At Loon Lake, science meets spirituality

By | October 17, 2012

Employing Global Positioning System (GPS) technology, the students searched beneath a freshly-fallen carpet of leaves covering the forest floor at Camp Tekawitha, the diocese-owned and operated camp on Loon Lake near Shawano.

1233camp-bluegirl1.jpgweb2

A student at Holy Family School in Green Bay works her way through a confidence-building course Oct. 10 at Camp Tekawitha. (Steve Wideman | For The Compass)


 

Using pre-determined GPS coordinates in an activity known as geocaching, the students searched under leaves and brush and at the base of trees for paper cups containing clues to their roles in developing the prayer service.

“This is a lot more fun than just sitting in a classroom reading out of a textbook,” said 11-year-old Anna Grzelak during a lunch break at the camp Oct. 11.

The geocache search and subsequent writing of the prayer service culminated three days and two nights for the Holy Family students at Camp Tekawitha, participating in a pilot project between the diocese and Brown County’s UW-Extension department aimed at helping educators to update and enhance science education.

The UW-Extension program, known as FIELDS, uses a staff of 15 environmental professionals to teach students from pre-kindergarten through college age to meet advancing standards of science education in the 21st century, said Libby Dorn, director of Brown County’s UW-Extension and director of the FIELDS program.

“FIELDS is an acronym for Field Investigations, Environmental Learning and Decision making by Students,” Dorn said.

FIELDS incorporates science education into technology and navigational skills in the outdoors.

“Students are taught to use compasses and to use hand-held GPS units. You should learn how to use a compass before using GPS technology. They are typically used together,” Dorn said.

Dorn hid paper containers throughout the Camp Tekawitha woods and took note of the coordinates for students.

“Camp Tekawitha is a wonderful place to offer science education in the environment and that’s what FIELDS is all about,” Dorn said.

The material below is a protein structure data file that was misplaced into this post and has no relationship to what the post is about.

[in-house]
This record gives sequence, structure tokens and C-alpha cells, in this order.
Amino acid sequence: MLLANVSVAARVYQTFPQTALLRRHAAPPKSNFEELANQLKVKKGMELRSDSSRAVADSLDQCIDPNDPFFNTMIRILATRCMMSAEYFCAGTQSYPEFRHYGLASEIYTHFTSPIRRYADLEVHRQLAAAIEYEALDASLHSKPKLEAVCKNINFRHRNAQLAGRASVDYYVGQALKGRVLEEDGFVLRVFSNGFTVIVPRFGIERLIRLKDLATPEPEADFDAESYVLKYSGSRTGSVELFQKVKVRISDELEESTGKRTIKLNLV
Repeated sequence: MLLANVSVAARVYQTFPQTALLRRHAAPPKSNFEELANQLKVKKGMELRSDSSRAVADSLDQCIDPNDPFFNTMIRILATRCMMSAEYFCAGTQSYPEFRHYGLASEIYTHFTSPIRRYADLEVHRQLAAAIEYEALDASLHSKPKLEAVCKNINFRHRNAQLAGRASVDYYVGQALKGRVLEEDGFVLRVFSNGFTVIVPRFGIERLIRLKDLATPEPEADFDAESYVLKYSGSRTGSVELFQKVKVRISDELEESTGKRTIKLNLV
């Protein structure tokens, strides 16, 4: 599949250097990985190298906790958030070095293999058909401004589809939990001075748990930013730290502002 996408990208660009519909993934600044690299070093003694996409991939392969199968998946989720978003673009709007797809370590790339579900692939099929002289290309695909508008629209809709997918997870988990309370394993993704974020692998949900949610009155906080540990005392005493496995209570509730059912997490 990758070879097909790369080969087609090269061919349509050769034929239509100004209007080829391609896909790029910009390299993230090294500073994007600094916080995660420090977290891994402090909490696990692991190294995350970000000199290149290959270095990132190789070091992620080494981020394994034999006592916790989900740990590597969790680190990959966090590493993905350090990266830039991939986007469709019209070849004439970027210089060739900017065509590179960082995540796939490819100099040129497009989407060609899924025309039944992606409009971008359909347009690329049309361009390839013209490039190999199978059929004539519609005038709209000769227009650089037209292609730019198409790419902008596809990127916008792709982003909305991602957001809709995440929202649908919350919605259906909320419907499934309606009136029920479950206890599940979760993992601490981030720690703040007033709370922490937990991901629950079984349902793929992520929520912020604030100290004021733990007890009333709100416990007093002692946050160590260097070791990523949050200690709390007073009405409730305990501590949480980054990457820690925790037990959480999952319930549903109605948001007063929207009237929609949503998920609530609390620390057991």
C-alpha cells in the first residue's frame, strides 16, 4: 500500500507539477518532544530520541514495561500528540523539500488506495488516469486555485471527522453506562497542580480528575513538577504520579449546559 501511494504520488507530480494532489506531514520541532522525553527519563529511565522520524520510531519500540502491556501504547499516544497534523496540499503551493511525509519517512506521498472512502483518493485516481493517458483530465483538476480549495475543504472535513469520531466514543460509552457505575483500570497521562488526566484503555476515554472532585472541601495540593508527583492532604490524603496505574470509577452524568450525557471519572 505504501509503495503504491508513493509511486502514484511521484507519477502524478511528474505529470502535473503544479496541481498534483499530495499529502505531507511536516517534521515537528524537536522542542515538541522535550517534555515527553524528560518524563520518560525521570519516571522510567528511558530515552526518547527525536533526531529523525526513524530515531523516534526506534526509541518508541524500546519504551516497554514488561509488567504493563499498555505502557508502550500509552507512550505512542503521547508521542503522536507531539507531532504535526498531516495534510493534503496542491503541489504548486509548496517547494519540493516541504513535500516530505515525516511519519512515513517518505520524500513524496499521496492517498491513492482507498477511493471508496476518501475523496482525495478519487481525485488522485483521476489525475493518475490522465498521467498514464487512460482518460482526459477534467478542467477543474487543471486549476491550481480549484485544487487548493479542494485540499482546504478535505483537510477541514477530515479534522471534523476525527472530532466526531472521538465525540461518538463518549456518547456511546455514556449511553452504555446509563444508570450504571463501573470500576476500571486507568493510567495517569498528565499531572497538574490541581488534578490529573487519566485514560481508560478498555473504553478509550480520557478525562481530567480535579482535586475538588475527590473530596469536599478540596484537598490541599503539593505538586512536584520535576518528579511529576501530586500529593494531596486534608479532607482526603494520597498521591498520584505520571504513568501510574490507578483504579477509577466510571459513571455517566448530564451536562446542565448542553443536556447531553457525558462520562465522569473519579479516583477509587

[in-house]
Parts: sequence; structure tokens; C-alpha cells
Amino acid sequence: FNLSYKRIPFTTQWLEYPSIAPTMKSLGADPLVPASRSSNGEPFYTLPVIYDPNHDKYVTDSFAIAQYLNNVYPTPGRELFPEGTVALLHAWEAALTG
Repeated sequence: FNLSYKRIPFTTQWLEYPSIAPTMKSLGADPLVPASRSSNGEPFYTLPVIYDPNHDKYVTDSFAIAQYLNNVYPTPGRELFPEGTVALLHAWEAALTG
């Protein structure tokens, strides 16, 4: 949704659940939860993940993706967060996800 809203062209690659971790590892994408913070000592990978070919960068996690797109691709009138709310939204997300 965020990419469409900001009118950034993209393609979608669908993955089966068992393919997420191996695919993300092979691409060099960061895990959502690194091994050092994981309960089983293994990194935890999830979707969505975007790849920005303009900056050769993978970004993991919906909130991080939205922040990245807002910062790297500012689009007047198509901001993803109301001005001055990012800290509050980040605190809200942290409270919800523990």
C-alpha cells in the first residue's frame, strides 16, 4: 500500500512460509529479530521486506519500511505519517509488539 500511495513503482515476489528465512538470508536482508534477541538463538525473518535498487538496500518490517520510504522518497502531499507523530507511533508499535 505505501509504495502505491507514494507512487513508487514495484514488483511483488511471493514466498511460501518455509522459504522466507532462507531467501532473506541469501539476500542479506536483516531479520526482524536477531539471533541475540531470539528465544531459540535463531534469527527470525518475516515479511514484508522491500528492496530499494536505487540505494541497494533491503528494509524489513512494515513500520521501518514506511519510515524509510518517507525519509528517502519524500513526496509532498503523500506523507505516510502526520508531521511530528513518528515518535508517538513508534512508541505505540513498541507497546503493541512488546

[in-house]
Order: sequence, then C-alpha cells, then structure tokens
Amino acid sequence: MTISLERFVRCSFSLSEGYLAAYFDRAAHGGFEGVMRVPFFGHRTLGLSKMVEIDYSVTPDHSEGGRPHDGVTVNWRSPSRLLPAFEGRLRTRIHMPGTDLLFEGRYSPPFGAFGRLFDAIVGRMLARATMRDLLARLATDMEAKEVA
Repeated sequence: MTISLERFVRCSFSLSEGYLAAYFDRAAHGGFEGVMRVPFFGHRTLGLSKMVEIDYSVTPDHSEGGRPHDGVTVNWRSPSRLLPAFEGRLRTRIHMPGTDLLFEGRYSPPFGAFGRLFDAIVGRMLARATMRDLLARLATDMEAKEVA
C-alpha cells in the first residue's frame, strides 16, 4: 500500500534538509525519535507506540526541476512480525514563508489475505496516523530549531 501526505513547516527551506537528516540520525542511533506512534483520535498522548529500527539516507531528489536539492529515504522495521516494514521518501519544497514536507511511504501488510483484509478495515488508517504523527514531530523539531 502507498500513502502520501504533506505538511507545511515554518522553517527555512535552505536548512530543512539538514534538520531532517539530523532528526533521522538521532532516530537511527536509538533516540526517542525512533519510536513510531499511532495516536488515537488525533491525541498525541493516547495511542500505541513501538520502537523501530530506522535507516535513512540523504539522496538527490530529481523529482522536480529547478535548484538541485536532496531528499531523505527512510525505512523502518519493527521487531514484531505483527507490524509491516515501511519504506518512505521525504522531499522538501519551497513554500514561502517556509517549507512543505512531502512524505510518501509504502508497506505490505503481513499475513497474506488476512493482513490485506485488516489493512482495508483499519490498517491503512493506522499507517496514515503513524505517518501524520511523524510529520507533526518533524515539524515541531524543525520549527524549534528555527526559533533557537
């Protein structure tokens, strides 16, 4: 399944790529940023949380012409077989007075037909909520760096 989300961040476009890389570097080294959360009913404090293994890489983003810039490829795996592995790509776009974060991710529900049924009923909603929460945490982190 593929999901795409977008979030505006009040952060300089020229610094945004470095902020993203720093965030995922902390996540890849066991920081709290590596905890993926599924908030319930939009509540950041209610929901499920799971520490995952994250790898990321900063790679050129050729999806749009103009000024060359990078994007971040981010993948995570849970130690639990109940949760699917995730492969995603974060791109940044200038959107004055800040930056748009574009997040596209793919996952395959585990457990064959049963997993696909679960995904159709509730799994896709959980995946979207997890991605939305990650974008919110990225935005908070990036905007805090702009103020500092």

The Holy Family participation is the first step in a collaborative effort between UW-Extension and the diocese, Dorn said.

“We are just gearing up our program and establishing a partnership with the Green Bay Diocese to incorporate more science education in their schools,” Dorn said. “FIELDS reflects a switch to the next generation of science education standards that all our teachers will be expected to fulfill.”

“We came here for the kids to bond as a sixth-grade class, to do some faith formation and to teach the students leadership skills while experiencing environmental education,” said Holy Family sixth grade teacher Judy Peterson. “We went through compass orienteering and geocaching using GPS technology. It went very well. We’re happy.”

Peterson said FIELDS offers a unique opportunity for science education to complement a more traditional emphasis on spirituality and teamwork building at Camp Tekawitha.

“This is nothing I could do in my classroom. I would need the woods, the environment and the staff,” Peterson said.

FIELDS also offers a unique opportunity to Camp Tekawitha, said camp director Eric Blumreich.

“We’ve been working for a couple of years now to build our outdoor education program, particularly with Catholic schools (that) historically work with other camps in northeast Wisconsin,” Blumreich said. “When we have a Catholic camp right in our backyard that the diocese runs, it only makes sense to figure out a way to offer outdoor education and to build spirituality into it.”

Blumreich said FIELDS allows the camp to offer a parallel program of leadership training and spirituality education “while not requiring us to have a staff of outdoor educators that we haven’t been able to have given our resources.”

“We have the whole package now,” Blumreich said.

He said FIELDS’ focus on the environment goes well with Camp Tekawitha’s namesake, Kateri Tekakwitha, a 17th-century Mohawk woman, who will be canonized Oct. 21 as the first Native American saint by Pope Benedict XVI. Kateri is considered by the Catholic Church to be the patroness of ecology, nature and the environment.

Related Posts

Scroll to Top